## Warning: `as.tibble()` was deprecated in tibble 2.0.0. ## Please use `as_tibble()` instead. ## The signature and semantics have changed, see `?as_tibble`. ## This warning is displayed once every 8 hours. ## Call `lifecycle::last_lifecycle_warnings()` to see where this warning was generated.
# aggregate by items to explore differences in items <- lex_dec %>% lex_dec_items group_by(word, class, frequency) %>% summarise(mean_RT = mean(reaction_time), sd_RT = sd(reaction_time) )
## `summarise()` has grouped output by 'word', 'class'. You can override using the ## `.groups` argument.
# ensure same values for gender and age columns set.seed(1892) # create demographic information # here, I've simulated gender and age data <- lex_dec %>% lex_demog distinct(subject, native_language) %>% mutate(age = rnorm(n = nrow(.), mean = 35, sd = 7), gender = sample(c("male", "female"), size = nrow(.), replace = TRUE) )
Try to solve these questions before resorting to the solutions.
Let’s assume we want to know if the density of the mean reaction times differs across word class within our items.
lex_dec_items data set, make a density plot of the word frequency by class. Save this plot as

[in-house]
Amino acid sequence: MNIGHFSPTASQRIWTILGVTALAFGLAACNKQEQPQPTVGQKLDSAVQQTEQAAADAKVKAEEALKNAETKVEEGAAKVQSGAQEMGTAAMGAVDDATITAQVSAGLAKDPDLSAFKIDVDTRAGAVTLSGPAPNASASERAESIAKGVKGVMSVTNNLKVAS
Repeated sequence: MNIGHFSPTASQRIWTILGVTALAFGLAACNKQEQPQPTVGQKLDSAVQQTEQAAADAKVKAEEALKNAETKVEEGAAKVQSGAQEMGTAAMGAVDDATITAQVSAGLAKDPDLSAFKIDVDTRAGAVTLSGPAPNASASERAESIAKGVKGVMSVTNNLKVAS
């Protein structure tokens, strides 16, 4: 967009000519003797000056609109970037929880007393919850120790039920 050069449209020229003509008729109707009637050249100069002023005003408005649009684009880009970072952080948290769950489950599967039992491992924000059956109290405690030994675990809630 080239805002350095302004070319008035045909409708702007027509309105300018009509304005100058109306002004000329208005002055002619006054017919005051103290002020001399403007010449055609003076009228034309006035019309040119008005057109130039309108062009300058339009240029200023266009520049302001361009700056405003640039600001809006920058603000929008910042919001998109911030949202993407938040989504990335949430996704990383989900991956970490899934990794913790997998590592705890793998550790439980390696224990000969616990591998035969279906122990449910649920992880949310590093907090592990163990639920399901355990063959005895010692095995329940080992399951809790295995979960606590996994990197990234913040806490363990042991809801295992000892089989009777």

lexical_density, and output the plot.
Add a black and white theme to your
lexical_density plot. Next, give the axis labels and legend labels uppercase names. Finally, give your legend title the name Word Class. Assign all of this to a new object
lexical_density_improved, and output your plot below.
Note: To change the legend labels, you need to use both
scale_colour_discrete. Why do you think this is? Why don’t we just use
scale_x_discrete as we did in class?
There’s some repetition in the code for the plot above. Can you improve your code to remove that?
Now we want to check the distribution of the reaction times depending on word class and the language spoken by our participants.
lex_dec data set, create a faceted plot that looks at the density of reaction times. This should be made up of a grid of densities split by native language and word class.
Assign this to the object
rt_density and output your plot.